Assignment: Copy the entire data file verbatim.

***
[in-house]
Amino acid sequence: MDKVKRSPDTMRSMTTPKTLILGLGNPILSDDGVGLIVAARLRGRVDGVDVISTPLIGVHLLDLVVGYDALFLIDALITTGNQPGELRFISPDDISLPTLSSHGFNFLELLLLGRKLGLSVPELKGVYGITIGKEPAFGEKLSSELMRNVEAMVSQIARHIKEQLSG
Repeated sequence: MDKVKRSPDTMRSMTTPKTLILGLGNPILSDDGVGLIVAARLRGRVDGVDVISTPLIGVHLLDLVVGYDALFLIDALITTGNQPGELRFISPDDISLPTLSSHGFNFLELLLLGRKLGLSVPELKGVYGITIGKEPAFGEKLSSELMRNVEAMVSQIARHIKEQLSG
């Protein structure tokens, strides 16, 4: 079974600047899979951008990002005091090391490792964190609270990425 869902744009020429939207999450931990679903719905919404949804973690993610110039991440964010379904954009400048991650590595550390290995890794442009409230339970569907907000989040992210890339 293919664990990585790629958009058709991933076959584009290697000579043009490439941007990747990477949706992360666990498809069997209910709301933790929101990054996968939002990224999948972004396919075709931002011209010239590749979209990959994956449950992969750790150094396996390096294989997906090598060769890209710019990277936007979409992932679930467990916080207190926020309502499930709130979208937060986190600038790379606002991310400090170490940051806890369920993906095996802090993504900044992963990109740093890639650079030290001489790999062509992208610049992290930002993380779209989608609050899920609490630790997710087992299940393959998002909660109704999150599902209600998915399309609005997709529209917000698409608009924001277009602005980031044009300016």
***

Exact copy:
[in-house]
Amino acid sequence: MDKVKRSPDTMRSMTTPKTLILGLGNPILSDDGVGLIVAARLRGRVDGVDVISTPLIGVHLLDLVVGYDALFLIDALITTGNQPGELRFISPDDISLPTLSSHGFNFLELLLLGRKLGLSVPELKGVYGITIGKEPAFGEKLSSELMRNVEAMVSQIARHIKEQLSG
Repeated sequence: MDKVKRSPDTMRSMTTPKTLILGLGNPILSDDGVGLIVAARLRGRVDGVDVISTPLIGVHLLDLVVGYDALFLIDALITTGNQPGELRFISPDDISLPTLSSHGFNFLELLLLGRKLGLSVPELKGVYGITIGKEPAFGEKLSSELMRNVEAMVSQIARHIKEQLSG
């Protein structure tokens, strides 16, 4: 079974600047899979951008990002005091090391490792964190609270990425 869902744009020429939207999450931990679903719905919404949804973690993610110039991440964010379904954009400048991650590595550390290995890794442009409230339970569907907000989040992210890339 293919664990990585790629958009058709991933076959584009290697000579043009490439941007990747990477949706992360666990498809069997209910709301933790929101990054996968939002990224999948972004396919075709931002011209010239590749979209990959994956449950992969750790150094396996390096294989997906090598060769890209710019990277936007979409992932679930467990916080207190926020309502499930709130979208937060986190600038790379606002991310400090170490940051806890369920993906095996802090993504900044992963990109740093890639650079030290001489790999062509992208610049992290930002993380779209989608609050899920609490630790997710087992299940393959998002909660109704999150599902209600998915399309609005997709529209917000698409608009924001277009602005980031044009300016």